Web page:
Suada Dilberović

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Suada Dilberović
Born (1968-05-24)24 May 1968
Dubrovnik, SR Croatia, Yugoslavia
Died 5 April 1992(1992-04-05) (aged 23)
Sarajevo, Republic of Bosnia and Herzegovina

Suada Dilberović (24 May 1968[1] – 5 April 1992) was a Bosniak medical student at the University of Sarajevo who is considered along with Olga Sučić to be one of the first casualties of the Bosnian War.[2][3][4]


Suada Dilberović was born in Dubrovnik, Croatia to a Muslim Bosniak family. She came to Sarajevo to study medicine and was in her sixth year of study when the war in Bosnia and Herzegovina started in the early days of April 1992.

On 15 November 2007 the Faculty of Medicine at the University of Sarajevo posthumously awarded Suada a medical degree.[5]


On 5 April 1992, in response to events all over Bosnia and Herzegovina 100,000 people of all nationalities turned out for a peace rally in Sarajevo. Serb snipers in a Holiday Inn hotel under the control of the Serbian Democratic Party in the heart of Sarajevo opened fire on the crowd killing six people and wounding several more. Suada Dilberović and an ethnic Croat woman Olga Sučić were in the first rows, protesting on the Vrbanja bridge at the time. The bridge on which Sučić and Dilberović were killed was renamed in their honor. Six Serb snipers were arrested, but were exchanged when the Serbs threatened to kill the commandant of the Bosnian police academy who was captured the previous day, after the Serbs took over the academy and arrested him.[3][6][7]

Evidence adduced during the Slobodan Milosevic war crimes trial in The Hague contradicts the allegation that it was Serbian snipers who opened fire.

Maj. General Aleksandar Vasiljevic, former Security chief of the Sarajevo Military district and deputy chief of the Yugoslav People's Army counter intelligence service, testified as a prosecution witness in the Slobodan Milosevic war crimes trial. According to his testimony, the shooting "was a planned provocation through certain members of the (Bosnian Muslim) Green Berets who were accommodated in the building of the secondary technical school next to the Holiday Inn, and they fired a shot into the crowd from behind, and the allegation was made that it was (Serbs) the Chetniks, members of the SDS that were firing from the Holiday Inn." He said, "I had security organs in Sarajevo who intercepted a message through radio communications used by the Green Berets, indicating that the operation should begin. And then came the shot. And we also found a TV clipping. I think this was Caco - that was his nickname - and a shot was taken of the secondary school building from which they came out. So there was an audio recording from radio communications and a part of a TV clipping, showing them coming out of the secondary school." According to Vasiljevic, Juka Prazina "was the one who ordered fire to be opened from the school building". He testified that "persons were arrested who were in the SDS premises [but] forensic evidence was never produced to prove that they had opened fire; paraffin gloves, bullet casings or anything like that." [8]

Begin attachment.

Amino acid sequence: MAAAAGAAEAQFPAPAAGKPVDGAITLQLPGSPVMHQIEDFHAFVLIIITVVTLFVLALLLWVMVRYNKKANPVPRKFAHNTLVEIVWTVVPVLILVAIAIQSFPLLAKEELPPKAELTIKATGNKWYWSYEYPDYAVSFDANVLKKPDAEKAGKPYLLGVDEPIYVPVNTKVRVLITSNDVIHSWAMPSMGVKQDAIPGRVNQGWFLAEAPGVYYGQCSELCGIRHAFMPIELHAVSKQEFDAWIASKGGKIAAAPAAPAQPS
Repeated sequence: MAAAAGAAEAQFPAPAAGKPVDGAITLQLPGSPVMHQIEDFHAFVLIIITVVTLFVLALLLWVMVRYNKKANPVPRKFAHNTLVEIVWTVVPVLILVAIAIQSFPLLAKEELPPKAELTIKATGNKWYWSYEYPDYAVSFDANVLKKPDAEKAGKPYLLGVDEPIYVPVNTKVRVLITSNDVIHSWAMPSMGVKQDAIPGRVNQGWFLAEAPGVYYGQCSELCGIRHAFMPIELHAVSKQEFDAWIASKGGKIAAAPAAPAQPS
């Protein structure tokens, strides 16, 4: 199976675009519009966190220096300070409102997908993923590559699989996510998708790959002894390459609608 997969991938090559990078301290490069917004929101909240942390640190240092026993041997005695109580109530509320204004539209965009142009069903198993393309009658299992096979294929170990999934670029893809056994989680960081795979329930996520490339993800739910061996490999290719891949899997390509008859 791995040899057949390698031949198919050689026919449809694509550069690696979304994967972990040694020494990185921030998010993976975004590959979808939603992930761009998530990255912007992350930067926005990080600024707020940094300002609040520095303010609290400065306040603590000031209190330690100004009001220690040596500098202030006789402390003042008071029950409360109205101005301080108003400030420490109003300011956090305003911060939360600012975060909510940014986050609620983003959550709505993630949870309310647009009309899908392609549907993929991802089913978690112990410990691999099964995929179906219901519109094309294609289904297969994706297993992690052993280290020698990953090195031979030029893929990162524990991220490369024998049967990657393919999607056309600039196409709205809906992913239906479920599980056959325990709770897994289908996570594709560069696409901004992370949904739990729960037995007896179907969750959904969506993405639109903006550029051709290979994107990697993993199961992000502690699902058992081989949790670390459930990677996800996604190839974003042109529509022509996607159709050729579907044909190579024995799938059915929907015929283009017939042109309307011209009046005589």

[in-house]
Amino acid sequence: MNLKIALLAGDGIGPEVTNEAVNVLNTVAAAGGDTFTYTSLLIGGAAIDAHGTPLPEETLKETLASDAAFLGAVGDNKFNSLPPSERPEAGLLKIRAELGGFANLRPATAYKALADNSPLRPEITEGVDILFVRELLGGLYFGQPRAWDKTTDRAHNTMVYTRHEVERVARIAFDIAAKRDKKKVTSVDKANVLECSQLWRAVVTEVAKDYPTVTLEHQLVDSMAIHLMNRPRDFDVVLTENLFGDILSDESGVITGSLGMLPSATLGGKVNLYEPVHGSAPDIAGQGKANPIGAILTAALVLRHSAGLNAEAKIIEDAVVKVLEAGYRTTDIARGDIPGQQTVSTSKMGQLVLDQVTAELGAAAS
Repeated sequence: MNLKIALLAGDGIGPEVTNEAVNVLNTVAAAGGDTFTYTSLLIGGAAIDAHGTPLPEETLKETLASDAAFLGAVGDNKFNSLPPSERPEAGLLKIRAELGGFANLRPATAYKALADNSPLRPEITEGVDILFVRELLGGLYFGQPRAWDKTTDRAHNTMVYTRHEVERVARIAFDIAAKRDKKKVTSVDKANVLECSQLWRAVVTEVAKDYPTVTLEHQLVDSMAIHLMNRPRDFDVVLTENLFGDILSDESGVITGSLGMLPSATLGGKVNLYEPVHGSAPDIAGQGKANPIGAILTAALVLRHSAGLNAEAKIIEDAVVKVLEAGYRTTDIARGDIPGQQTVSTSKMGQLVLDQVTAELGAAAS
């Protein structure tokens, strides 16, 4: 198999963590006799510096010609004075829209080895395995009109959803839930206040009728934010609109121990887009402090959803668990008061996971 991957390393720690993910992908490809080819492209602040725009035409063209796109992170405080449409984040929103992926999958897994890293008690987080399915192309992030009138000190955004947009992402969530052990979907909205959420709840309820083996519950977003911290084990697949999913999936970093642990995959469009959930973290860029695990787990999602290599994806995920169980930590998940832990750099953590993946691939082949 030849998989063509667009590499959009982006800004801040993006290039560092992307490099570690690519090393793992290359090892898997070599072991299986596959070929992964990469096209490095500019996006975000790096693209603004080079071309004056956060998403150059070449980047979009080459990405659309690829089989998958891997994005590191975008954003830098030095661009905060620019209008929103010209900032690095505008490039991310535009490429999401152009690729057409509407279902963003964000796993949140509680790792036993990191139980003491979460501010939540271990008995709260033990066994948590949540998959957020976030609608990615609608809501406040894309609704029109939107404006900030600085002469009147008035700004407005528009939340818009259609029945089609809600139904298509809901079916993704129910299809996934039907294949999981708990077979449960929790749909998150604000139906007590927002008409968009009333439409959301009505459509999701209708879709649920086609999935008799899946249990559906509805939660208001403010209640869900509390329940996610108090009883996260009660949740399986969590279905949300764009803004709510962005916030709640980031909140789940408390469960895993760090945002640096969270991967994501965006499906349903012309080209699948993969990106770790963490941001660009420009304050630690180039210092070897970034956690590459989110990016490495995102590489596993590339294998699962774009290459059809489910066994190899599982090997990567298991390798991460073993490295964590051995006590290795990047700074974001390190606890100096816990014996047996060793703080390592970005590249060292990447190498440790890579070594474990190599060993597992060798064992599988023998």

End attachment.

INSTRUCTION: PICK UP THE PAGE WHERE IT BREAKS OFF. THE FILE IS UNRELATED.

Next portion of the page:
It is disputed between Bosniaks, Croats and Serbs who the first casualties of the Bosnian war are. Bosniaks and Croats consider the first casualties of the war to be Suada Dilberović and Olga Sučić.[2][3][4][9] Serbs consider Nikola Gardović, a groom's father who was killed at a Serb wedding procession on the second day of the referendum, on 1 March 1992 in Sarajevo's old town Baščaršija, to be the first victim of the war.[10]

See also[edit]


  1. ^ "Bohemsa". Retrieved 2013-10-26. 
  2. ^ a b Bettina E. Schmidt; Ingo Schröder (2001). Anthropology of Violence and Conflict. Routledge. p. 1. ISBN 978-0-415-22905-0. Retrieved 22 July 2013. 
  3. ^ a b c Samuel Totten; Paul Robert Bartrop (2008). Dictionary of genocide: A-L. ABC-CLIO. p. 190. ISBN 978-0-313-34642-2. Retrieved 22 July 2013. 
  4. ^ a b Tim Clancy (2007). Bradt Bosnia & Herzegovina. Bradt Travel Guides. p. 120. ISBN 978-1-84162-161-6. Retrieved 22 July 2013. 
  5. ^ [1][dead link]
  6. ^ Brendan O'Shea (January 2005). The Modern Yugoslave Conflict 1991-1995: Perception, Deception and Dishonesty. Routledge. p. 35. ISBN 978-0-415-35705-0. Retrieved 22 July 2013. 
  7. ^ Kemal Kurspahić (1 January 2003). Prime Time Crime: Balkan Media in War and Peace. US Institute of Peace Press. p. 99. ISBN 978-1-929223-39-8. Retrieved 22 July 2013. 
  8. ^ "Testimony of Aleksandar Vasiljevic, Slobodan Milosevic trial transcript,". 17 February 2003. pp. 16235/16240. Retrieved 2013-10-26. 
  9. ^ Robert J. Donia (2006). Sarajevo: A Biography. University of Michigan Press. p. 284. ISBN 978-0-472-11557-0. Retrieved 22 July 2013. 
  10. ^ "International Court of Justice : Case Concerning Application of the Convention on the Prevention and Punishment of the Crime of Genocide" (PDF). Retrieved 2013-10-26.